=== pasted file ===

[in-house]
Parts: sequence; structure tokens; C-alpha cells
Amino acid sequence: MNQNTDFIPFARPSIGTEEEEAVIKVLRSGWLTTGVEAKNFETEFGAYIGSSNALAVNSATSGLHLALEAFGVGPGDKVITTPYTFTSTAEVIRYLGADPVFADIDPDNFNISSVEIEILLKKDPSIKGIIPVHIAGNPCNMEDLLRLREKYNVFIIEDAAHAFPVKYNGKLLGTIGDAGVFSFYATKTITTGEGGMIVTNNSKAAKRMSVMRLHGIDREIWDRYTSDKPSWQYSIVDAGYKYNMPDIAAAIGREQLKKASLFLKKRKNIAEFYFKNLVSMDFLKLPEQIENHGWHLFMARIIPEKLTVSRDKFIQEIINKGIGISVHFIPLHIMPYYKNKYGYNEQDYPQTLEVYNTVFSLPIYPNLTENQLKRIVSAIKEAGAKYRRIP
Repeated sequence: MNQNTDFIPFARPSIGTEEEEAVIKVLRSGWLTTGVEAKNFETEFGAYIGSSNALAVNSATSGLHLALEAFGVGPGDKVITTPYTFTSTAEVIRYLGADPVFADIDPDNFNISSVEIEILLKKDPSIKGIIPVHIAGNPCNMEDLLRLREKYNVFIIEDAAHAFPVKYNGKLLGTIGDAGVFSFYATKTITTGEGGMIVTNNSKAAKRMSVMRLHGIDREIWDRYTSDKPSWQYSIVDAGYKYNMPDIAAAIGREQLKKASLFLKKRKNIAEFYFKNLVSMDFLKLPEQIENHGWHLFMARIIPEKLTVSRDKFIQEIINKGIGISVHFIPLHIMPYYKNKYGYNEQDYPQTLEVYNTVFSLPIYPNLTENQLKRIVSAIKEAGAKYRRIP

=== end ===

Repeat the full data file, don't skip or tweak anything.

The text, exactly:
[in-house]
Parts: sequence; structure tokens; C-alpha cells
Amino acid sequence: MNQNTDFIPFARPSIGTEEEEAVIKVLRSGWLTTGVEAKNFETEFGAYIGSSNALAVNSATSGLHLALEAFGVGPGDKVITTPYTFTSTAEVIRYLGADPVFADIDPDNFNISSVEIEILLKKDPSIKGIIPVHIAGNPCNMEDLLRLREKYNVFIIEDAAHAFPVKYNGKLLGTIGDAGVFSFYATKTITTGEGGMIVTNNSKAAKRMSVMRLHGIDREIWDRYTSDKPSWQYSIVDAGYKYNMPDIAAAIGREQLKKASLFLKKRKNIAEFYFKNLVSMDFLKLPEQIENHGWHLFMARIIPEKLTVSRDKFIQEIINKGIGISVHFIPLHIMPYYKNKYGYNEQDYPQTLEVYNTVFSLPIYPNLTENQLKRIVSAIKEAGAKYRRIP
Repeated sequence: MNQNTDFIPFARPSIGTEEEEAVIKVLRSGWLTTGVEAKNFETEFGAYIGSSNALAVNSATSGLHLALEAFGVGPGDKVITTPYTFTSTAEVIRYLGADPVFADIDPDNFNISSVEIEILLKKDPSIKGIIPVHIAGNPCNMEDLLRLREKYNVFIIEDAAHAFPVKYNGKLLGTIGDAGVFSFYATKTITTGEGGMIVTNNSKAAKRMSVMRLHGIDREIWDRYTSDKPSWQYSIVDAGYKYNMPDIAAAIGREQLKKASLFLKKRKNIAEFYFKNLVSMDFLKLPEQIENHGWHLFMARIIPEKLTVSRDKFIQEIINKGIGISVHFIPLHIMPYYKNKYGYNEQDYPQTLEVYNTVFSLPIYPNLTENQLKRIVSAIKEAGAKYRRIP